Newspaper article The Northern Star (Lismore, Australia)

Triple-0 Protocol Concern for Boaties

Newspaper article The Northern Star (Lismore, Australia)

Triple-0 Protocol Concern for Boaties

Article excerpt

IT'S ABOUT time the NSW Ambulance Service's triple-0 operators were taught to use some common sense instead of the 'tick the box' protocols under which they operate.

I, like many other boaties, use the Richmond River on a regular basis and I, like many other boaties, never venture beyond the river itself. Therefore I don't carry, and am not required to carry, a marine radio.

As far as I know there is only one emergency call service and that is triple-0. Where does the Volunteer Coastguard (now called marine rescue I believe) get off saying that they should be called first?

Is it that they need the extra power because they are water-based. After all, they are only a volunteer body, despite the excellent work they do.

Barry Glass, the houseboat owner, did exactly the right thing and should be commended for doing so, not told that he 'should have followed protocol'.

Well done, Barry. I had the need to call triple-0 eight months ago and being an ex-emergency radio operator myself, was able to give all the information to the operator in one clear and concise sentence.

However, this was not good enough and we had to start from the beginning and tick all the boxes until we got to the end (5 minutes later) before an ambulance was despatched.

It is not the Ambulance Service at fault here - the Paramedics are superb - but the triple-0 operators who are trained to ask all the questions parrot fashion before acting.

As I said at the beginning, common sense before protocol.

* IN REPLY to Jamie Brown's Star View (NS, 4/1), which I find 'not so bright': Mr Brown states the ambulance crew needs a clear plan.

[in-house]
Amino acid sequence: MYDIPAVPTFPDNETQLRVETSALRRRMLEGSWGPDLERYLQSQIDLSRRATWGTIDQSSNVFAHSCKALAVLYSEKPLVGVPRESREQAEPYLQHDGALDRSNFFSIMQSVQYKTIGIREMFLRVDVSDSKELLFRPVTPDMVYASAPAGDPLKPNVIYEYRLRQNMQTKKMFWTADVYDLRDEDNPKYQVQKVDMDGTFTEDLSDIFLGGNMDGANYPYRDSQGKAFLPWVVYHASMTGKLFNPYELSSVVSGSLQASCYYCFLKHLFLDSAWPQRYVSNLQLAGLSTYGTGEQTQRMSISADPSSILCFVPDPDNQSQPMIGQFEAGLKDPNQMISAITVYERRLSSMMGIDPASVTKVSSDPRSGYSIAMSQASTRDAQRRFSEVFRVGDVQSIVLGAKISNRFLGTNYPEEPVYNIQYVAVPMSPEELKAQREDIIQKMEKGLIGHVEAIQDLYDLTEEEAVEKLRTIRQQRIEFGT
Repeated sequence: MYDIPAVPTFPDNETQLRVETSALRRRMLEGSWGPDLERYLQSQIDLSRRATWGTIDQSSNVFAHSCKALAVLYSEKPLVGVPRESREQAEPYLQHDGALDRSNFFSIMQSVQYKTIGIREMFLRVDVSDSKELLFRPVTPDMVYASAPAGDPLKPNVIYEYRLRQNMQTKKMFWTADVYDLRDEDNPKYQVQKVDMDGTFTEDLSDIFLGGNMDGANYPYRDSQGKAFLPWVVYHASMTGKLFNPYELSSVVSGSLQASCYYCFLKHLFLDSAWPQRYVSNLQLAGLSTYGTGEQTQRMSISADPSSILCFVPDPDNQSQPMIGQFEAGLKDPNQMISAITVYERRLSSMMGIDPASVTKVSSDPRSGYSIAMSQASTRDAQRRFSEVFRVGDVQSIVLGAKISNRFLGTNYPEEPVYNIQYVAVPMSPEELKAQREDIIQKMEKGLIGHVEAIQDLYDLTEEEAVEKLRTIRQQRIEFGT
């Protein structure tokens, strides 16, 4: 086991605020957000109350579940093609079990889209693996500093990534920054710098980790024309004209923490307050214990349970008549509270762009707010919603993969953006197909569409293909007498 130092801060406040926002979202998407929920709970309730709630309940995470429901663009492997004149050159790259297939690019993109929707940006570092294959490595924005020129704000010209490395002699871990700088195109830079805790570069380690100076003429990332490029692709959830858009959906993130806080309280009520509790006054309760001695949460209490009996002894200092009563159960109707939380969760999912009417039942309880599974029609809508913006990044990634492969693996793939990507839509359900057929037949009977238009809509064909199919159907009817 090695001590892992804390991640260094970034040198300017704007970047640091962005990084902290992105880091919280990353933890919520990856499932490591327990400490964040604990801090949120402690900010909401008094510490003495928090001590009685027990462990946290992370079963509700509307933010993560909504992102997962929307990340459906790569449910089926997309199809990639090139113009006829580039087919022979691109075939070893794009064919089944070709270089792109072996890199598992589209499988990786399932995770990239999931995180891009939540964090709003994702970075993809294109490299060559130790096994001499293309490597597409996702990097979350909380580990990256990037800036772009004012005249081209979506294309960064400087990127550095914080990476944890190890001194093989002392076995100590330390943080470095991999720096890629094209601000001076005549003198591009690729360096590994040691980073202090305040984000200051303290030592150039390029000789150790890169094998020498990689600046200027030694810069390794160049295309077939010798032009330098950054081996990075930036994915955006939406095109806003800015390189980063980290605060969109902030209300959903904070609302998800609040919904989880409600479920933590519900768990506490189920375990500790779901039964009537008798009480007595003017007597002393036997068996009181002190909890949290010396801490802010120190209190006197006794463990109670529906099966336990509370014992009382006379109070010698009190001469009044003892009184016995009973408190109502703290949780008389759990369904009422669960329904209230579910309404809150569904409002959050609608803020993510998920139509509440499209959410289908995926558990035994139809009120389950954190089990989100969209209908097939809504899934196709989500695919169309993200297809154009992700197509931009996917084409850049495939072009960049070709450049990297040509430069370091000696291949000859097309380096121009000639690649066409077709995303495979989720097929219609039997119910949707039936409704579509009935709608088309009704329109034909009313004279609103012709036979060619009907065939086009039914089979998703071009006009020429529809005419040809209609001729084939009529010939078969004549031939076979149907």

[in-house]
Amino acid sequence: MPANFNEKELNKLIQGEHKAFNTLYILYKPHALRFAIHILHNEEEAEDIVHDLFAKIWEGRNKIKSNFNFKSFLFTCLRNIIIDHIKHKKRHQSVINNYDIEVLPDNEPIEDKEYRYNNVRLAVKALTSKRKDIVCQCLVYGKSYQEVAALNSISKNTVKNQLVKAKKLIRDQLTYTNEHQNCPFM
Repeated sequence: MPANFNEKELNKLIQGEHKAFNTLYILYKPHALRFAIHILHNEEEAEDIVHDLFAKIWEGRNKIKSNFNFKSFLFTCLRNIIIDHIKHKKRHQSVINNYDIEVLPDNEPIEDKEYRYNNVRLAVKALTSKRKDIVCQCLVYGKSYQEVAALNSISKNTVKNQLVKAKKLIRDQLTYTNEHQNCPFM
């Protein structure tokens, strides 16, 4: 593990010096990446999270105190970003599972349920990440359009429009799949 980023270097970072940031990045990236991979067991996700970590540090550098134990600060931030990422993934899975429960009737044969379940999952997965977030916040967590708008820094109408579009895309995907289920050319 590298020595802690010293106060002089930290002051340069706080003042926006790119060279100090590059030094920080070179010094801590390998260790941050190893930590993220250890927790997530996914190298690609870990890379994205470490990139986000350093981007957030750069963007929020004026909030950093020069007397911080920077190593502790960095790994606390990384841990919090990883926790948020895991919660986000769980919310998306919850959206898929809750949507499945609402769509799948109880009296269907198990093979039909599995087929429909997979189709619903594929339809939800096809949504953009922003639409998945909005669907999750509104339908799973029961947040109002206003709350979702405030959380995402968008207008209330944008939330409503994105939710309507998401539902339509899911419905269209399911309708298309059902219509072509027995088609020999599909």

I would have thought asking for an ambulance to go to the boat ramp beside the Sailing Club in River Street, Ballina, quiet clear.

I, being the skipper of the boat, also thought it was more important to get the badly bleeding man to shore, rather than call the Coastguard who readily admitted to me this morning it would take 30 to 45 minutes to mobilise their vessel to help with the rescue.

That is a long time to lie bleeding in the water.

As for the code number (must be the secret code) on the yellow triangle at the boat ramp - I personally visited five boat ramps in Ballina today and not one had a yellow triangle with a code number.

Maybe Mr Brown needs to check the facts before writing his 'not so bright' Star View.

Out of order

I REFER to the letter (NS, 30/12) from John Bath, of Ballina, about phone box vandalism.

The public phone box at the corner of Centre Street and Stapleton Avenue in South Casino has been vandalised at least eight times in the last two years, and yet Telstra continues to fix it.

Broken handsets, smashed glass on the road and the adjacent footpath and grass. As far as I know, no one has ever been prosecuted for the offences. …

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